I commend Babineaux and Krumboltz on their skillful use of several reader-friendly devices that include boxed mini-commentaries that are inserted throughout their lively and eloquent narrative; dozens of relevant quotations (e.g. John Horn's observation, "Why we play as children is not because it is our work or because it is how we learn, thought bother statements are true; we play because we are wired for joy, it is imperative as human beings"); checklists of key points; and a Call to Action at the conclusion of Chapters 1-9 that will help readers to apply material that is most relevant to their needs, interests, goals, and resources as well as to those of the given enterprise.

In the Preface, Ryan Babineaux and John Krumboltz make a promise that they certainly keep when providing an abundance of information, insights, and counsel: "Each chapter includes a discussion of cutting-edge research, inspiring stories from the lives of famous and ordinary people alike, and specific steps to put ideas into practice to enact immediate [and beneficial] change in your life." The "Fail Fast" approach they propose can help almost anyone to transform their life through small, immediate actions. "When you embrace [strategic, enlightened] failure rather than resist it, every moment provides the opportunity" to learn, grow, stretch, stumble and then recover...and thereby learn what can help to achieve personal success and professional development. Bravo!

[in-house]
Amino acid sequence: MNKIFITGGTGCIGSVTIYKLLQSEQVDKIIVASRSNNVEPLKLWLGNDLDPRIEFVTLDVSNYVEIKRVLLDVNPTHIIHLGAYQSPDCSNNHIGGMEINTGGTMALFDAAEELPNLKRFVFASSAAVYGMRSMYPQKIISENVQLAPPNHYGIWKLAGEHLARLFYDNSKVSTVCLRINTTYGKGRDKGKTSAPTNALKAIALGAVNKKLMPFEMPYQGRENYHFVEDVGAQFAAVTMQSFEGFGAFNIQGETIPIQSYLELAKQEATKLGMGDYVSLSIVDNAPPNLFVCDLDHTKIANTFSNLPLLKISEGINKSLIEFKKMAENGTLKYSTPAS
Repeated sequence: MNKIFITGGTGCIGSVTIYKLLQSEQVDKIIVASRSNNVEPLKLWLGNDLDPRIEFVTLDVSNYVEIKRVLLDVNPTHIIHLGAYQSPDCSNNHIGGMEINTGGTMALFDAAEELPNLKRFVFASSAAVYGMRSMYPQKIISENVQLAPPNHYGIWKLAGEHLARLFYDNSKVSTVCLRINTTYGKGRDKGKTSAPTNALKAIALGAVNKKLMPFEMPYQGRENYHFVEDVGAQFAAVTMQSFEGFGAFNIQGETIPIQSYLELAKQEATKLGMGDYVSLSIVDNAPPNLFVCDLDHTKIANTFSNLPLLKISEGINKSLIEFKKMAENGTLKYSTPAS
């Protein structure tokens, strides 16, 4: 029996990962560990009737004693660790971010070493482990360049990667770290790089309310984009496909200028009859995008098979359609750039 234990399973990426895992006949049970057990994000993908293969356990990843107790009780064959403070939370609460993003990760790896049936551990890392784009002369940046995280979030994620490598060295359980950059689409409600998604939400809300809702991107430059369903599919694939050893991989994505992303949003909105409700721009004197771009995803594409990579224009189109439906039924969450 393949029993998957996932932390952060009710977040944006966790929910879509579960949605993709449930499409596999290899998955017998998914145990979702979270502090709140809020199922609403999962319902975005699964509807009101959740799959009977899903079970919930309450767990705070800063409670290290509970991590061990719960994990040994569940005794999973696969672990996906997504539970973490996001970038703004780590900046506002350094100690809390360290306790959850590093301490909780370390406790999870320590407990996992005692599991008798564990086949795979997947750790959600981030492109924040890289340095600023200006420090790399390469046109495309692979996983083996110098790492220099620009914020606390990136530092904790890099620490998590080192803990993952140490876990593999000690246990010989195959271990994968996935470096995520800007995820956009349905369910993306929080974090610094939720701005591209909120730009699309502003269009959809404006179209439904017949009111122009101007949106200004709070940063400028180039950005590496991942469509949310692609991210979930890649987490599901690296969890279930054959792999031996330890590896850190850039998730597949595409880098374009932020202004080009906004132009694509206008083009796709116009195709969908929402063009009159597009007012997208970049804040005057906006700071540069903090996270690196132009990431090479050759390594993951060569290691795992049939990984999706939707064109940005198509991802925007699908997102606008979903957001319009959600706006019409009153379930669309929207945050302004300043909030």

The Evolution of a Corporate Idealist: When Girl Meets Oil
The Evolution of a Corporate Idealist: When Girl Meets Oil
by Christine Bader
Edition: Hardcover
Price: CDN$ 18.50
29 used & new from CDN$ 18.50

5.0 out of 5 stars “It was the best of times, it was the worst of times”: A tale of two companies and more, much more, March 24 2014